A view of the sunset from 42nd street is seen during the ‘Manhattanhenge’ on July 12, 2019 in New … [+]
Did you miss the first two “Manhattanhenge” sunsets to strike New York City in 2020? Most did—even Manhattanites—so here’s when to see the next ones (you won’t have to wait long), and how to get the “Manhattanhenge Effect” every evening through July 12.
What is ‘Manhattanhenge?’
It’s the sight of the Sun either rising or setting while it “kisses the grid” of Manhattan in New York City. The city’s famous grid system of streets is aligned with the Sun, and for four sunsets and four sunrises every year anyone in Manhattan can stand in the middle of any of the east-west crossing numbered streets on the grid and see a “Manhattanhenge”.
On those mornings or evenings the Sun is very low on the horizon between skyscrapers, and it’s a stunning sight that regularly has Instagram going insane.
When and why did ‘Manhattanhenge’ happen?
On Friday evening a “half Sun” set on the grid as seen from any street with a clear view west to the Hudson River. On Saturday evening, a “full Sun” did the same thing. Tonight—Sunday—the Sun will set just a little higher, so it won’t “kiss the grid.” The next night, the Sun will pass through the skyscrapers a little higher, and just before sunset, becoming less and less of a spectacle through June 20’s summer solstice, when the Sun will set at its most northwesterly point. After that date, the sunset point will drift back south again, being visible lower and lower between buildings before two “Manhattanhenges” strike again.
People take pictures of the sun setting over Manhattan on 42nd Street during the so called … [+]
AFP via Getty Images
How and when to see the next ‘Manhattanhenge’
The next “Manhattanhenges” will occur on these dates and times in Manhattan, New York City:
- Saturday, July 11: 8:20 p.m. (a ‘full Sun’ will set on the grid between skyscrapers)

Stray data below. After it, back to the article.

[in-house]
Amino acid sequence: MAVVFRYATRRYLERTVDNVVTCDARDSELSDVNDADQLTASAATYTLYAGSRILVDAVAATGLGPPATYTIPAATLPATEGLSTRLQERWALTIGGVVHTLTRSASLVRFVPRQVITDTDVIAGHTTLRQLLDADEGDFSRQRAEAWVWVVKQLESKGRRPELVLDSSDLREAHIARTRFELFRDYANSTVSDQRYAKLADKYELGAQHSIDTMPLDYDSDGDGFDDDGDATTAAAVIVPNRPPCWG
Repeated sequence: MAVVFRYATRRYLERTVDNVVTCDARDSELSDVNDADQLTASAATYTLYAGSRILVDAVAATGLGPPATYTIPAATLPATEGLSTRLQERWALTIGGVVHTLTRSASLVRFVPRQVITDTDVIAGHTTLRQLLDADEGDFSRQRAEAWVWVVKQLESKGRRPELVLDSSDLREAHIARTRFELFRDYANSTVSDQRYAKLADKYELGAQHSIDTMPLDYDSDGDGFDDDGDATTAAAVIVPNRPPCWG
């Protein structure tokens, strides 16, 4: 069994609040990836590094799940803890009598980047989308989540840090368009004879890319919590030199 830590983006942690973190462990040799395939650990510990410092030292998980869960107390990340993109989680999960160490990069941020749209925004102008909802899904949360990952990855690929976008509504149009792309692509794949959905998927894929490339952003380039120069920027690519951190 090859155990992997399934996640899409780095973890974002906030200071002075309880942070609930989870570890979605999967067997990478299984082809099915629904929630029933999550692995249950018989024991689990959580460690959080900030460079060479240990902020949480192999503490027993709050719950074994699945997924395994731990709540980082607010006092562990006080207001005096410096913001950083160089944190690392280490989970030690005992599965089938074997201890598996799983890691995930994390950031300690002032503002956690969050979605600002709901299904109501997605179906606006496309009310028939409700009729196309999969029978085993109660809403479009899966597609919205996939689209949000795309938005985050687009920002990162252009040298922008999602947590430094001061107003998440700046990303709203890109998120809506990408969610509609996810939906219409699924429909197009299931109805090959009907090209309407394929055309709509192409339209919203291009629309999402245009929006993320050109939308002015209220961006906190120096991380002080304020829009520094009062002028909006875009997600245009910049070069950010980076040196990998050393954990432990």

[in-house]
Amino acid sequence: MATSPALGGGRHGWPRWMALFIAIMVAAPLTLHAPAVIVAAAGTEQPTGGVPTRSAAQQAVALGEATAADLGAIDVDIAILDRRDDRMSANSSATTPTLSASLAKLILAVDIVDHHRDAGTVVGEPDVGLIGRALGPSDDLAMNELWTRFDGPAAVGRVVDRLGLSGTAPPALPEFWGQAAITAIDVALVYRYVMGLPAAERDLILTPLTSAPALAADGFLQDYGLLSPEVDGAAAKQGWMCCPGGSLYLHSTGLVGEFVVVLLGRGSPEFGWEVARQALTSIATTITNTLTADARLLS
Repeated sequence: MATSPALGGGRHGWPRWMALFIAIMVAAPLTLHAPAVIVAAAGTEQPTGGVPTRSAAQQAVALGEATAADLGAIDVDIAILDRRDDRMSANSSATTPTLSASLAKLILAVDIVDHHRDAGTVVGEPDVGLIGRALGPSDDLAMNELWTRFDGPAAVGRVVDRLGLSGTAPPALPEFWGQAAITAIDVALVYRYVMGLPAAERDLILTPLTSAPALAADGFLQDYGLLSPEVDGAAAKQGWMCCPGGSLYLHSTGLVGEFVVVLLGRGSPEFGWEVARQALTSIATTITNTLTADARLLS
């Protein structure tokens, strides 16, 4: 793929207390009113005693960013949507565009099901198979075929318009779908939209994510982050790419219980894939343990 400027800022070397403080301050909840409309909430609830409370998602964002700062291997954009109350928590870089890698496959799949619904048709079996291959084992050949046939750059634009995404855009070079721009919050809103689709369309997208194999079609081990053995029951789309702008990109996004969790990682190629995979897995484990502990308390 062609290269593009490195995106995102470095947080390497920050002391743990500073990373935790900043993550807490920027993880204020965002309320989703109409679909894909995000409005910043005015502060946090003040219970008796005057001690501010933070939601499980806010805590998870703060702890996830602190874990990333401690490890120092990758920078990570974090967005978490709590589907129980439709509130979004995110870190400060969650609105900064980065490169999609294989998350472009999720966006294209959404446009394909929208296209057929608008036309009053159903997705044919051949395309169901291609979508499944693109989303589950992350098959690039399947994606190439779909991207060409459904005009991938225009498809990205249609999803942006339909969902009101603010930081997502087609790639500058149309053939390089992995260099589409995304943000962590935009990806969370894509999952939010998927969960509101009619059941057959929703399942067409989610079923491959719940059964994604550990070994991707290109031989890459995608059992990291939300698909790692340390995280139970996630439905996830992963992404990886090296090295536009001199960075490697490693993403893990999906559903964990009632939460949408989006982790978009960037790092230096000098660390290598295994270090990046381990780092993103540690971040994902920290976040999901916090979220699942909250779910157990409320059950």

- Sunday, July 12: 8:21 p.m. ( a ‘half Sun’ will set on the grid between skyscrapers)
What is the ‘Manhattanhenge Effect?’
It’s watching the Sun’s position at sunset change each night between the two “Manhattanhenge” evenings. “Given that this is not a time to be gathering outside, there is what’s called the ‘Manhattanhenge Effect’ to look out for,” says Jackie Faherty, Astrophysicist at the New York City’s American Museum of Natural History, who calculates and publishes the exact times and dates for Manhattanhenge each year. “Once the Sun hits the grid of Manhattan, it stays there, it just gets a little higher every single day—this is the Sun crossing the grid of Manhattan,” says Faherty of what Manhattanites are about to witness.
Although it’s when it sets at the intersection of the city that “Manhattanhenge” gets all the buzz, Faherty says you can get an amazing photograph of the Sun crossing the grid anytime between May 29 and July 12.
“So don’t think of “Manhattanhenge” as a moment—think of it as this awesome thing that happens in the summer in New York City when you get these gorgeous sunsets from May 29 through July 12.”
What is the science behind ‘Manhattanhenge?’
It’s a reminder that we’re living on a planet that’s spinning on a tilted axis as it orbits the Sun. “Stand at a given point and every single day of the year you can watch the Sun rise or set, and if you’re watching carefully—which ancient astronomers and ancient people did—you’ll notice that the Sun’s apparent position when it rises and sets appears to change ever so slightly every day across the entire year except for two days of the year, the solstices,” explains Faherty. “On the winter solstice and the summer solstice it appears to just stop at a point and then reverse its position.”
It may not feel as if we’re living on a planet that’s rotating on a tilted axis, but the evidence is all around us.
Wishing you clear skies and wide eyes.